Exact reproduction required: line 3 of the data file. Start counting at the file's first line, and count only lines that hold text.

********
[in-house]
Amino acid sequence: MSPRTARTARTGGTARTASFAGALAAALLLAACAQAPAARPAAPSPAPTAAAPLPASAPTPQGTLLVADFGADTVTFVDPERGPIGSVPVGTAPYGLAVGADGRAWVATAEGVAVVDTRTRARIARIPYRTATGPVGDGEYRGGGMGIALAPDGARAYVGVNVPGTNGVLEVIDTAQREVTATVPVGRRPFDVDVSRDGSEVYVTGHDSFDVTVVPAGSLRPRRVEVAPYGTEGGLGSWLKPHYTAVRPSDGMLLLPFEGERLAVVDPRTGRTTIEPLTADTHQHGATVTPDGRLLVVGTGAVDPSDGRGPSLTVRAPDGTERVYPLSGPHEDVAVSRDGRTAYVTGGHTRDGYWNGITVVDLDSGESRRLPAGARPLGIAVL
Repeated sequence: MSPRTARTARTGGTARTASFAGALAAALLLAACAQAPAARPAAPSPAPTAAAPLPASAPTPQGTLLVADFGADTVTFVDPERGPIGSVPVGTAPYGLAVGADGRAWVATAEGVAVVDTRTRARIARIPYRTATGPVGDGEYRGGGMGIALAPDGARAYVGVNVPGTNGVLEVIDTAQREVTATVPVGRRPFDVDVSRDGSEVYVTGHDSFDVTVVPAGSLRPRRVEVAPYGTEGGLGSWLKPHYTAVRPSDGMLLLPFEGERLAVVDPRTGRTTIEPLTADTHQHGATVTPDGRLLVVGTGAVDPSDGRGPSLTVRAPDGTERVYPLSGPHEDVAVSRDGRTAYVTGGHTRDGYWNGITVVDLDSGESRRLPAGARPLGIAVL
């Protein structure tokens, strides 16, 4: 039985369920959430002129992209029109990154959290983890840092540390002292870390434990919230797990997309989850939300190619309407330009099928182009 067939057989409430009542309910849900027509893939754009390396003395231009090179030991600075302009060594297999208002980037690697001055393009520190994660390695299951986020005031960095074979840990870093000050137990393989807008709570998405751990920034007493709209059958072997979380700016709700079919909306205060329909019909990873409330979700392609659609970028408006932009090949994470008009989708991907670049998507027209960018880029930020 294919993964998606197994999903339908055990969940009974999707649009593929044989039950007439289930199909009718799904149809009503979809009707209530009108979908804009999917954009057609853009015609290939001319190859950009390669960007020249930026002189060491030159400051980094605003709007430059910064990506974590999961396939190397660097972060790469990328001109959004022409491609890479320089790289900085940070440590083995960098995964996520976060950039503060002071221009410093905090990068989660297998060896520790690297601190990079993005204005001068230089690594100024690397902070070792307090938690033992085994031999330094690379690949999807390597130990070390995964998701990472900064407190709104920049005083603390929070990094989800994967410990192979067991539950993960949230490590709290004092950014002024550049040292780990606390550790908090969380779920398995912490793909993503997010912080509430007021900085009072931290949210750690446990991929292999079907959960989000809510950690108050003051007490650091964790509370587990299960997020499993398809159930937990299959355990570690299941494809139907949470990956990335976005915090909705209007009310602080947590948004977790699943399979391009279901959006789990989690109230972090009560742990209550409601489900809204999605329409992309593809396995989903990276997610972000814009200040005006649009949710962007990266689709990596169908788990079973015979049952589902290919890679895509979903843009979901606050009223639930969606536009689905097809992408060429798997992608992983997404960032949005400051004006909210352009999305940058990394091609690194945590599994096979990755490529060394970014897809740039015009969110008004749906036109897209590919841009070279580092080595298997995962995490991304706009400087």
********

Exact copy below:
Repeated sequence: MSPRTARTARTGGTARTASFAGALAAALLLAACAQAPAARPAAPSPAPTAAAPLPASAPTPQGTLLVADFGADTVTFVDPERGPIGSVPVGTAPYGLAVGADGRAWVATAEGVAVVDTRTRARIARIPYRTATGPVGDGEYRGGGMGIALAPDGARAYVGVNVPGTNGVLEVIDTAQREVTATVPVGRRPFDVDVSRDGSEVYVTGHDSFDVTVVPAGSLRPRRVEVAPYGTEGGLGSWLKPHYTAVRPSDGMLLLPFEGERLAVVDPRTGRTTIEPLTADTHQHGATVTPDGRLLVVGTGAVDPSDGRGPSLTVRAPDGTERVYPLSGPHEDVAVSRDGRTAYVTGGHTRDGYWNGITVVDLDSGESRRLPAGARPLGIAVL